Puʻu Ōlaʻi at Mākena on Maui Reopens with Adjusted Weekend Hours
Earlier Saturday-Sunday Closings Aimed at Stopping Large Gatherings
Puʻu Ōlaʻi sometimes referred to as “Little Beach” in Mākena State Park on Maui’s south shore, will reopen tomorrow, Saturday, March 13, after being closed for several months.
State officials say the earlier weekend closing times support safety and regulatory concerns following a closure prompted by reports of beach parties with drum circles, nudity, illegal alcohol and other illicit substances. There were also COIVD-19 safety concerns raised as reports included “hundreds of mask-less people in close contact with one another.”
“We appreciate the community’s patience as we grappled with both COVID-19 and resource management challenges for Puʻu Ōlaʻi, said DLNR Division of State Parks Administrator Curt Cottrell.
“The so-called drum circles after dark, with as many as 200-400 people, created issues for DOCARE trying to clear the park. Illegal substances, fire dancing, coupled with darkness and a challenging trail warranted the need to close early to prevent these activities,” department officials said.
“It is unfortunate that certain people feel it is okay to violate the rules and engage in weekly “rave” like parties. These gatherings are promoted by social media and an in one case, by a company that advertises and provides transportation for out-of-state visitors to and from what they bill as ‘Maui’s biggest jam.’”
Cottrell added, “These are events that would warrant special use permits which require conditions for protection of resources and participant’s safety. There are no restroom facilities at Puʻu Ōlaʻi, so large groups contribute to the decay of what should be a cherished resource, not just a beautiful venue for a free party.”
Officials from the DLNR Division of State Parks and Division of Conservation and Resources Enforcement spent the closure time developing a plan for the popular beach section. The plan is focused on “enjoyment for all park users and enhanced management and protection of cultural resources.”
The department reports that DOCARE officers will enforce all laws, rules and ordinances and reports that the division is “legally obligated to respond to any reported or observed behavior or activities at Puʻu Ōlaʻi that are contrary to, or violate state laws, administrative rules and county ordinances.”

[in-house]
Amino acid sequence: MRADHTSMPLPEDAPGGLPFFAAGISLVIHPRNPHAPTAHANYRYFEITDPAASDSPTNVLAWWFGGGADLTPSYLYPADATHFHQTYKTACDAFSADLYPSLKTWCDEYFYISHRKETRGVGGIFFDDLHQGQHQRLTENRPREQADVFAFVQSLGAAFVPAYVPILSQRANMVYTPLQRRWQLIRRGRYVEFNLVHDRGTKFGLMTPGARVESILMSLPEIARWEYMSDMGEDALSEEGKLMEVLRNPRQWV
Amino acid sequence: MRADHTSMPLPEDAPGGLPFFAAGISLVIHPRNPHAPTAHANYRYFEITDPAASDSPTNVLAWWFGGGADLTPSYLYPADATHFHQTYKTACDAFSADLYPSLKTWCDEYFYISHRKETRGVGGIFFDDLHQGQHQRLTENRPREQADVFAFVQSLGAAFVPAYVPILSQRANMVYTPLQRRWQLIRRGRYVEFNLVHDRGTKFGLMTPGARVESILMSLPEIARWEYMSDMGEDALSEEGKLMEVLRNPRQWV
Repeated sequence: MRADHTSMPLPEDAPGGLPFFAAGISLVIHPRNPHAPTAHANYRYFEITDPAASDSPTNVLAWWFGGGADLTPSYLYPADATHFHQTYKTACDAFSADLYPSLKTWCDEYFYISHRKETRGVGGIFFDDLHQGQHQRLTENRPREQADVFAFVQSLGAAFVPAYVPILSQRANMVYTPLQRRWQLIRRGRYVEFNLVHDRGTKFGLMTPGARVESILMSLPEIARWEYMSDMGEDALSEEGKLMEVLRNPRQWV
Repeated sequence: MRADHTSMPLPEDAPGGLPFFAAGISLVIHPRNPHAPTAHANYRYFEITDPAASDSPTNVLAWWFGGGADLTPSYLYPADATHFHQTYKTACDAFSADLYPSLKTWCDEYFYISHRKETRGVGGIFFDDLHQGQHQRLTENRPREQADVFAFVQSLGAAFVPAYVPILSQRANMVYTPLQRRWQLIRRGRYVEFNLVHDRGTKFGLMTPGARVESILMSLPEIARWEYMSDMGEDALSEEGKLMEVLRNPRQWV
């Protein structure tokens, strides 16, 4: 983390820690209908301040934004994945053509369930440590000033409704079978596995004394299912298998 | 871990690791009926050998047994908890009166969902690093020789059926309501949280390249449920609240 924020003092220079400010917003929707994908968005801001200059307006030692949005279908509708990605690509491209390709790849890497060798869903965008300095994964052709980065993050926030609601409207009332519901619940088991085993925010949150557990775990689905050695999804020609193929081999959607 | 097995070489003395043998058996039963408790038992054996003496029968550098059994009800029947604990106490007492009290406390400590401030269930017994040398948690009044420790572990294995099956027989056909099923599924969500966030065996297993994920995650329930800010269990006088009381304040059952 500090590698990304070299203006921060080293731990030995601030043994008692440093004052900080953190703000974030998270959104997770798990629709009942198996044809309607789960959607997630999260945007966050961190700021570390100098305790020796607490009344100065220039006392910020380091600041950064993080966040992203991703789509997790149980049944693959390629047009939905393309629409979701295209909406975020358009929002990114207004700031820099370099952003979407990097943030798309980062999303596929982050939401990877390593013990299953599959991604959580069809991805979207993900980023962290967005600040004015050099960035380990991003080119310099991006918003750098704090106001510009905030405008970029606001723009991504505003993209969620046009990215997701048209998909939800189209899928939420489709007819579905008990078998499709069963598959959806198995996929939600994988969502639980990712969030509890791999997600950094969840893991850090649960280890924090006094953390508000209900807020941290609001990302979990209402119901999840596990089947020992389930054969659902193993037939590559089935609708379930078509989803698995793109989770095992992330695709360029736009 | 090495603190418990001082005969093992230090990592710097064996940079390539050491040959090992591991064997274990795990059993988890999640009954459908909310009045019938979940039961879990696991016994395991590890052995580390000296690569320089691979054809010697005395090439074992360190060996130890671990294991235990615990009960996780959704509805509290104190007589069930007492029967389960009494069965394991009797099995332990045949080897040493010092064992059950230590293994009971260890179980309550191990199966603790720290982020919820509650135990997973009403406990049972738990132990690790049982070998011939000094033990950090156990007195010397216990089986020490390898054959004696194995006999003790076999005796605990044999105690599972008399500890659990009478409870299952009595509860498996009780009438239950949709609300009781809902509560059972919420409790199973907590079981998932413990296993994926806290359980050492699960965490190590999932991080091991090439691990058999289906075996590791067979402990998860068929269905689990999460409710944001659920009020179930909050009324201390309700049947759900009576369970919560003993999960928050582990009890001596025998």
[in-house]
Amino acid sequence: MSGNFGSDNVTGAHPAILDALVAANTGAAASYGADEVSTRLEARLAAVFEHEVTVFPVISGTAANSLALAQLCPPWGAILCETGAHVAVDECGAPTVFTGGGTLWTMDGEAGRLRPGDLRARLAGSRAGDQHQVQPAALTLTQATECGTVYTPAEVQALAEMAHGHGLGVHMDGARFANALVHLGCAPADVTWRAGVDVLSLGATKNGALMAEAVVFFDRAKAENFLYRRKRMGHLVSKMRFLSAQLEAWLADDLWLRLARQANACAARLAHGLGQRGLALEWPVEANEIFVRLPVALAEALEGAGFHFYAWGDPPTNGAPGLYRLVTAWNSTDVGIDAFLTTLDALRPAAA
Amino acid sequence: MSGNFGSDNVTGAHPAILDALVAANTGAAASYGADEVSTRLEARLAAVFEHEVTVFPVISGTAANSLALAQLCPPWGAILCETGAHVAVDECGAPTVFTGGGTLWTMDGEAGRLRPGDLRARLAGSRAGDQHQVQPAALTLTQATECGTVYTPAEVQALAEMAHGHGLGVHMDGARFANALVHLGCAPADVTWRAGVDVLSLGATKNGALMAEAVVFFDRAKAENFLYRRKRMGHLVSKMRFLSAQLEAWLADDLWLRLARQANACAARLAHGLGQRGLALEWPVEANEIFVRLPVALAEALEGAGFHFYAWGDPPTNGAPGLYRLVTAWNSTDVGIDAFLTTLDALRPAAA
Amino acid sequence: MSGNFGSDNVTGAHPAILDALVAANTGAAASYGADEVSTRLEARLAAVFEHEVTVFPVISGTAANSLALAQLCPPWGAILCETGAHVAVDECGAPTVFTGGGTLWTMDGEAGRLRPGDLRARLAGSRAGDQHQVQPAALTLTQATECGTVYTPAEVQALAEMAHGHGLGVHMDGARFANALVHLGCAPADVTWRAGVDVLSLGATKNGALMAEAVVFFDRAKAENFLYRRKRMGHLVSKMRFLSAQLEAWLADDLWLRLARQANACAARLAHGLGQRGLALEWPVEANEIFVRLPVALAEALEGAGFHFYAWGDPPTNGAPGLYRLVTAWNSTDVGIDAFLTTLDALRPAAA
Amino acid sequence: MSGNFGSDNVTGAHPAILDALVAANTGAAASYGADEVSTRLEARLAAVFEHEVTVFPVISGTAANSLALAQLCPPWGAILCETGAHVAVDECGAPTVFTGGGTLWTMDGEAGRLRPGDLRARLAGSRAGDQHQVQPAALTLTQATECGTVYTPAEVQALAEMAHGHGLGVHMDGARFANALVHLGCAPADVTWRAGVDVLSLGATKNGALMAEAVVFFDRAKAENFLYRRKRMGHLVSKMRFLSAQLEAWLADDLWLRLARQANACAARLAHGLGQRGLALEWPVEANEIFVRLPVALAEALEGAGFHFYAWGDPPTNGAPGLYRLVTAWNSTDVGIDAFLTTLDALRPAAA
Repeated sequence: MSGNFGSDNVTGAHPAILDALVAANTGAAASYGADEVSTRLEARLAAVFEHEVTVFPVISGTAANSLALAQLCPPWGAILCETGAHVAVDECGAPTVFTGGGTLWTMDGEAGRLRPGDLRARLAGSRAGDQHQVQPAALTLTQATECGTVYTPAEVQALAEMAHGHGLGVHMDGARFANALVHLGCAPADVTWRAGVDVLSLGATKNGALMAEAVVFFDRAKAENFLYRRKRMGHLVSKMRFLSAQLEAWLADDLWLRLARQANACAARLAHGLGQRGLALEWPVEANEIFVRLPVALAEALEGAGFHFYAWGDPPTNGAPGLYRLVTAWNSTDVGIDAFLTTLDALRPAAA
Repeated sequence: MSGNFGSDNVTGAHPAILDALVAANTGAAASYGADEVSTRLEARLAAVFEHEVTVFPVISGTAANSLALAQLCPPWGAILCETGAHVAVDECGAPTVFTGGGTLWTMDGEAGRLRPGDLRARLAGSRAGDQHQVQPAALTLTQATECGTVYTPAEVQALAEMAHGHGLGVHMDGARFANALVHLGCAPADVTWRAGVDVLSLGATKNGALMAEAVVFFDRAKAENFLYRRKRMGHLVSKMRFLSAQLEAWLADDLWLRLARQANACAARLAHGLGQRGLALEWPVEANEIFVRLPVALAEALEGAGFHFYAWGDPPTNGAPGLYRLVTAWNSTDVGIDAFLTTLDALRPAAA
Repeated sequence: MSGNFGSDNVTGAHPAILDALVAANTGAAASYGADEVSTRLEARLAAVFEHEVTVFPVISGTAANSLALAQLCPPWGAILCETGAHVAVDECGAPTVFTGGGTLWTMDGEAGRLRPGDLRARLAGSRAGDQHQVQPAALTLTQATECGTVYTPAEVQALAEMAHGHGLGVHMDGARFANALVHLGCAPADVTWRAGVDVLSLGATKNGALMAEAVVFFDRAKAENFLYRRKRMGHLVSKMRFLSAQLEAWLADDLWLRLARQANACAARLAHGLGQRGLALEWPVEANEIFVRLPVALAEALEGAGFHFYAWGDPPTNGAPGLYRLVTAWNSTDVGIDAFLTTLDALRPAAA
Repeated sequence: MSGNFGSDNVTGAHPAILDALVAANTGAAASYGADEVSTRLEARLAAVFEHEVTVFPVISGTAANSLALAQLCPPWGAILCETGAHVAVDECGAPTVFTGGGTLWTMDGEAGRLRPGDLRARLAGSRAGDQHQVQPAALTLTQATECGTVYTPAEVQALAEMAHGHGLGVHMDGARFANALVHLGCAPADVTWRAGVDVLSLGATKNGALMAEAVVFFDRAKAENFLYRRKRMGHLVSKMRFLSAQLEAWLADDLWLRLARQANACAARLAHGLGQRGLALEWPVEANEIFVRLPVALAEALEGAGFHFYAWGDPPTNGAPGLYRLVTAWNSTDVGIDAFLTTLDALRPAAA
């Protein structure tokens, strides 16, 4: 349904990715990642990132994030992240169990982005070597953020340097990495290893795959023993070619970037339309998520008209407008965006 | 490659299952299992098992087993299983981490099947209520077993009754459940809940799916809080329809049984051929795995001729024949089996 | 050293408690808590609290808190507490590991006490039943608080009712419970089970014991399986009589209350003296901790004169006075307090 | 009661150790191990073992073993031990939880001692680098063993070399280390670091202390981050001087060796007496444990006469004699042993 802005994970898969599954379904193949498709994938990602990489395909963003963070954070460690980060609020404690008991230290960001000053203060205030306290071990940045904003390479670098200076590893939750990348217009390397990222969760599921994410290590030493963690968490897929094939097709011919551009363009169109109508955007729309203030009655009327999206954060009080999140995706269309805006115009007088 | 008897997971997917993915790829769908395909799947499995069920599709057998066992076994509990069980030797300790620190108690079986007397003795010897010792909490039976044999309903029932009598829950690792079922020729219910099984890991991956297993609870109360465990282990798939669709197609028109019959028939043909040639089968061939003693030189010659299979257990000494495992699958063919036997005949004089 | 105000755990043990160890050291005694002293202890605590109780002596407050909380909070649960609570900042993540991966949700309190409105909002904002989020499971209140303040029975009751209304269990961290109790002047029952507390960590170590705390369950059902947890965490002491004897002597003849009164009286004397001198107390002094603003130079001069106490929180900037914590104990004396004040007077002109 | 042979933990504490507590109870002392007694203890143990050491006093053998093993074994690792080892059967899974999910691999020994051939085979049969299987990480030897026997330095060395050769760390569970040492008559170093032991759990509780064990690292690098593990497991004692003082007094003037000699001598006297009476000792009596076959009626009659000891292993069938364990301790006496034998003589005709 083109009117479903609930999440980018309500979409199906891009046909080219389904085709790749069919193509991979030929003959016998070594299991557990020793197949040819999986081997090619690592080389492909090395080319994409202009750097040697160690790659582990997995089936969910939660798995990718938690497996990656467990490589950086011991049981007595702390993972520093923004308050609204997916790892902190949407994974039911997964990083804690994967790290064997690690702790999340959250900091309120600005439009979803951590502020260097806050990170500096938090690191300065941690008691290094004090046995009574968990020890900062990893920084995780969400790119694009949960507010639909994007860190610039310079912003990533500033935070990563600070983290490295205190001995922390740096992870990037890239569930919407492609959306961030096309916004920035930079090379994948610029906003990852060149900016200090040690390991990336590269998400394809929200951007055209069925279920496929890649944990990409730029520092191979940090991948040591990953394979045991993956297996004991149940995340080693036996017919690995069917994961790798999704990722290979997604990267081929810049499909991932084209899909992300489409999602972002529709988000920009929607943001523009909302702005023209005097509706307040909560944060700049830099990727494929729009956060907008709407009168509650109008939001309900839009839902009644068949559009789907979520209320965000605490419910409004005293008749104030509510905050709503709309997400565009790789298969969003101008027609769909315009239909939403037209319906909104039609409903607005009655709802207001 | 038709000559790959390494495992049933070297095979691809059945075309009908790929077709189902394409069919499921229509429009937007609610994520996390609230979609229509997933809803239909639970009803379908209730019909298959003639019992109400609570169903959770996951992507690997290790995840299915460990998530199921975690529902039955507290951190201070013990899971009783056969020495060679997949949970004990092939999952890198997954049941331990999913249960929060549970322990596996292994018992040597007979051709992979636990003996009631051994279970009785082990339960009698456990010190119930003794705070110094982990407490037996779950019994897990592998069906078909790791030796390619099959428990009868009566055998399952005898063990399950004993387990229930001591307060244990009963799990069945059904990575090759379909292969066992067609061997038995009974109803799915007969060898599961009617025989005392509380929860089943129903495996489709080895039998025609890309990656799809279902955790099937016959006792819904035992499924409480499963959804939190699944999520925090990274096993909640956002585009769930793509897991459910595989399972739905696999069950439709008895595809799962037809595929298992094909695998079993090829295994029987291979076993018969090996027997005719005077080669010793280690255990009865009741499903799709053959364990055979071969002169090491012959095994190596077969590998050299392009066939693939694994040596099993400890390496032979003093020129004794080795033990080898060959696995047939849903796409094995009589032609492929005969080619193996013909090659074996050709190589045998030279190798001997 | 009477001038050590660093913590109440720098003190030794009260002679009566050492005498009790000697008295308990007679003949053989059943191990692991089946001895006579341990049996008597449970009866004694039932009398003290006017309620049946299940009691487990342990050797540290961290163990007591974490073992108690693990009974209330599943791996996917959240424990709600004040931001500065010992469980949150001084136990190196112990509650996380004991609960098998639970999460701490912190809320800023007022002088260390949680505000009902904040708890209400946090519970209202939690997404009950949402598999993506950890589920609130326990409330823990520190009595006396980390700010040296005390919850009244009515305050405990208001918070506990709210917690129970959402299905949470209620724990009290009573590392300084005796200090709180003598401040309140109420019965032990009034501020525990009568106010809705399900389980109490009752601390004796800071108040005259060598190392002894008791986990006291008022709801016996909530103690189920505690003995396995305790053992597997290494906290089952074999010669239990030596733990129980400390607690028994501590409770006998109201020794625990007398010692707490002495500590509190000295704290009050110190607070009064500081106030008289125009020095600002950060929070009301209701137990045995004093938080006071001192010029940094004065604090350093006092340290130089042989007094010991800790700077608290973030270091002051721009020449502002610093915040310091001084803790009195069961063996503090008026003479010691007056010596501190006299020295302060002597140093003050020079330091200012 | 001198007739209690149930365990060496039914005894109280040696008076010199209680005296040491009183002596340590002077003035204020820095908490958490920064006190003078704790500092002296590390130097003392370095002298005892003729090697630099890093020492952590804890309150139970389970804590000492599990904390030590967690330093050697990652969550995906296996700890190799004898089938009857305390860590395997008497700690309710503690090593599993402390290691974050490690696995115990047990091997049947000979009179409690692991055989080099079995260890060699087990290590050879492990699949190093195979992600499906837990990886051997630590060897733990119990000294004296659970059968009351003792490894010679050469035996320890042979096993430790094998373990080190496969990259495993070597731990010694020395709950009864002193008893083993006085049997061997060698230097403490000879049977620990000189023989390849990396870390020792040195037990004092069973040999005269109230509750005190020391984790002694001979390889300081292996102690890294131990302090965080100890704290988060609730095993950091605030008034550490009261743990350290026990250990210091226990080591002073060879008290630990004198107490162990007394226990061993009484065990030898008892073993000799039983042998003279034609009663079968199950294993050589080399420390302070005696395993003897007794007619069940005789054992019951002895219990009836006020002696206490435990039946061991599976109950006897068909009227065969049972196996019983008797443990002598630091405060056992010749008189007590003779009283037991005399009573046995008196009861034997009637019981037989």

New regulatory signs in the park detail prohibitions against drug and alcohol use, nudity and fires.
New park hours for Puʻu Ōlaʻi on Saturdays and Sundays, are now from 5 a.m. to 4 p.m. Oneloa “Big Beach” and Oneuli “Black Sand Beach” also open at 5 a.m. and will close at 7 p.m. On weekday’s, all three beach areas within Mākena State Park will open at 5 a.m. and close at 7 p.m. Parking lot gates open at 7 a.m. and close at 7 p.m. daily.
During the temporary closure, State Parks, with support from the Division of Forestry and Wildlife’s Nā Ala Hele Trails and Access Program crew, performed deferred park maintenance, including cutting back kiawe and brush from behind the beach. Additional signs will be installed or posted to inform park users to respect archeological sites. A recent Cultural Impact Assessment for Mākena State Park recognized Puʻu Ōlaʻi, its surrounding slopes and beach as significant cultural resources.
Future actions include making the informal access trail connecting Oneloa and Puʻu Ōlaʻi safer for beach users and first responders.
State Parks officials will be working with area lawmakers, the visitor industry, lineal descendants of Mākena and interested Maui citizens on future plans for Puʻu Ōlaʻi.
Larry Pacheco, Maui District State Parks Superintendent, said, “We hope people will respect this place, pay attention to all current local rules regarding COVID-19, and abide by all state laws and regulations. We’ve been forced to close Puʻu Ōlaʻi twice, for extended periods of time over the past year, because of unlawful and inappropriate behavior – largely associated with pandemic safety protocols. We are cautiously optimistic that all park users will honor the rules and be respectful of DLNR staff who are tasked with enforcing them, and the resources that we should all be protecting. The Division of State Parks does not want to have to shut down access again due to the perception that reopening will enable these weekly gatherings to be re-established.”